The Savills Blog

Q&A with James Butler, Head of Country Houses, Farms and Estates

How is the country homes market in Ireland performing in 2019?

The market for country houses remains active and while it is price sensitive, any contraction in demand has been offset by a lack of supply, with average prices remaining stable. 

We have recently launched a number of prime country houses, situated throughout the country, and are encouraged by the initial response. 

Who is buying?

International buyers in the prime country house market typically represent about one third of buyers (this proportion is higher in the market for estates). We are seeing an increase in the number of ex-pats returning to Ireland, principally due to the prosperous economy and job opportunities. 

For international buyers, those based in the UK and Europe are most active in the core country house and second-home market, while in the prime sector, buyers from USA, Asia and the Middle-East are to the fore. 

The industries that buyers operate in are wide ranging but in the last year, we have noticed an increase in the number of UK-based buyers from the financial sector. 

As the economy in Ireland grows, we are seeing an increased number of buyers for second-homes/a base in Ireland. This is enhanced by the stability Ireland is offering as an EU country, particularly for UK-based buyers.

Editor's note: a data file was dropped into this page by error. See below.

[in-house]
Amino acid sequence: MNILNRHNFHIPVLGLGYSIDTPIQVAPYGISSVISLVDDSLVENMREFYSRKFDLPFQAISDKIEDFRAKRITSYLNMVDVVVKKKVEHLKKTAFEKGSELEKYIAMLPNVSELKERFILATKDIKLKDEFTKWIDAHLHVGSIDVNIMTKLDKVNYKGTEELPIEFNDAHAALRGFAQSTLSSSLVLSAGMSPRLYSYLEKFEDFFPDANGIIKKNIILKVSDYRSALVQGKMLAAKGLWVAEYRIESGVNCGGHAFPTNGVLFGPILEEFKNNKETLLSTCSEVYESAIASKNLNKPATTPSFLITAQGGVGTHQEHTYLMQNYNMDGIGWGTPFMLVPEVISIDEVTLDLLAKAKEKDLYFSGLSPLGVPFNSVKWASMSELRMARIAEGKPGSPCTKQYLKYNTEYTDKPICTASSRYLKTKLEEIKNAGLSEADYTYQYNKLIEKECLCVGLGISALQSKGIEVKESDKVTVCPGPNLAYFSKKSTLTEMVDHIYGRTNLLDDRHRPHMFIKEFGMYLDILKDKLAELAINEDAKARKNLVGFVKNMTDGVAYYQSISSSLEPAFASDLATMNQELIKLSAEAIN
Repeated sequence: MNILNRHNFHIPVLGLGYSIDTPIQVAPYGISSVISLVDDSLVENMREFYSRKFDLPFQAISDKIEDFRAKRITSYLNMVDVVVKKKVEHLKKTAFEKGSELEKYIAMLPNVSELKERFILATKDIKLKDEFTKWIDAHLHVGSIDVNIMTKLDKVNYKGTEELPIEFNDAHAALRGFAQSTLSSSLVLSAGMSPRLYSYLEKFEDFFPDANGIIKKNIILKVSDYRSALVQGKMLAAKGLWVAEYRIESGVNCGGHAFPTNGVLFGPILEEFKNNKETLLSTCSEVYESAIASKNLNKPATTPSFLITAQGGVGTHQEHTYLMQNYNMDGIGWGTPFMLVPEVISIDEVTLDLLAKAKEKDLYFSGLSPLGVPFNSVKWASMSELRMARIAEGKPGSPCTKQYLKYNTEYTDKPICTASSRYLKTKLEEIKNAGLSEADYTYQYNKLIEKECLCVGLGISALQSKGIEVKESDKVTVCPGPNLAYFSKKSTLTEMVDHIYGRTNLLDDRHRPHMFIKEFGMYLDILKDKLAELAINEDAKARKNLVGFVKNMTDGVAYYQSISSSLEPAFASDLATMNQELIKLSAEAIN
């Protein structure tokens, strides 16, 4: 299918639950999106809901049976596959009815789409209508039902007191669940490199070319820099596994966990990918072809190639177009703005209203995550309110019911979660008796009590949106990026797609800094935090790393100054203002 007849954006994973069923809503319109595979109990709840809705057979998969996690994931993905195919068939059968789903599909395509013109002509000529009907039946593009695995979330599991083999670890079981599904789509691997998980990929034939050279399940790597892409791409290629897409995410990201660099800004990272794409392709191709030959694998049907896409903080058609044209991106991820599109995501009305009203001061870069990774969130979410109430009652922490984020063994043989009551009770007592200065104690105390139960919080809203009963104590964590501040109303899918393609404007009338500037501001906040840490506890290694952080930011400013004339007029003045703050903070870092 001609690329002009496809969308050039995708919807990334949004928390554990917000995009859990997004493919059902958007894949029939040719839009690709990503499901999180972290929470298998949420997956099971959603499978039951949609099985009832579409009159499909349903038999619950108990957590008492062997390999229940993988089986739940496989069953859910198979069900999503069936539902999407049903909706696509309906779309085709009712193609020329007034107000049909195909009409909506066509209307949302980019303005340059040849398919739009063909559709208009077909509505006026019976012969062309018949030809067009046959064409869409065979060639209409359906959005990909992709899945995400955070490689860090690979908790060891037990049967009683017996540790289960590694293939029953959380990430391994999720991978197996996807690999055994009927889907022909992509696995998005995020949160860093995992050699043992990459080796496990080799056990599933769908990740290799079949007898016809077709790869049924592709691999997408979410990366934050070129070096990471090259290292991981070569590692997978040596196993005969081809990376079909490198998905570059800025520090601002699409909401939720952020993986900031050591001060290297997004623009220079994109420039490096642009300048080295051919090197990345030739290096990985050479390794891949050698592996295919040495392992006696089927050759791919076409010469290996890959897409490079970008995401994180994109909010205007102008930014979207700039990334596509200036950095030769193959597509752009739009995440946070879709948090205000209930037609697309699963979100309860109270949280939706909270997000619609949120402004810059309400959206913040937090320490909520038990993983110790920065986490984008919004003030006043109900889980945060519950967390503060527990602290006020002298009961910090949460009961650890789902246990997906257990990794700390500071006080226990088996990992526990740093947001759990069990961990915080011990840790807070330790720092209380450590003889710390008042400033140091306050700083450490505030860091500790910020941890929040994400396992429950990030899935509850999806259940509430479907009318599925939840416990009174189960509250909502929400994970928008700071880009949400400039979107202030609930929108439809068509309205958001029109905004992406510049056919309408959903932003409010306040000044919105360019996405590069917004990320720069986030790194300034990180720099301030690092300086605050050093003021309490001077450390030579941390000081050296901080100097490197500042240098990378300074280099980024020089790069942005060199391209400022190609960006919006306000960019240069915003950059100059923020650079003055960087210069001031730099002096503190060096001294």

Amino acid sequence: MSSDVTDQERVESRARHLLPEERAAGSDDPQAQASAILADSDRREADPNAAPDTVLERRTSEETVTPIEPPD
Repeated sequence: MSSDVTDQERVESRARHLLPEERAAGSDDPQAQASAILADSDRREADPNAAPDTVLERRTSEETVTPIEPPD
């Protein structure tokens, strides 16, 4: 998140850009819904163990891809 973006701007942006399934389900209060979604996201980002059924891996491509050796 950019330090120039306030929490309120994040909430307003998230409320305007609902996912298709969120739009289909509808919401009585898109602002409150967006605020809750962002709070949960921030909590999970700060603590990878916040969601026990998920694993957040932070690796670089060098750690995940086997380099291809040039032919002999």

A key feature of the country house market in the last year is the growing diversity and range of uses that purchasers have for a country house, especially when it offers extensive residential accommodation and/or outbuildings; including retreats, short-term holiday lets and running online businesses. The ability to generate income from a property is particularly important to buyers if the property requires capital investment for renovation and redecoration. 

Another key feature is that the proportion of cash buyers in the prime sector (80%) continues to be substantially higher when compared with the entire market (40%). The Central Bank’s mortgage measures are, therefore, less relevant in our market.

What type of properties are available, and is there demand?

Demand is greatest and the highest prices are being paid for houses which are fit for modern-day living standards and are without blemishes. 

A key change in the market in the last 24 months is the growing emphasis that the market is placing upon energy efficiency and modern-day comforts. Houses (whether period or new build) which are efficient to run and offer contemporary living (open plan reception rooms, en suite bathrooms, etc) will command a premium price, especially as they are in short supply. 

There is a greater proportion of country houses coming to the market which require capital investment and while the buyer pool is more limited, there is demand for houses requiring renovation and redecoration if the asking price reflects the additional cost required. Demand will increase for these properties if they offer the opportunity to generate an income and a buyer can create a facility specific to their needs.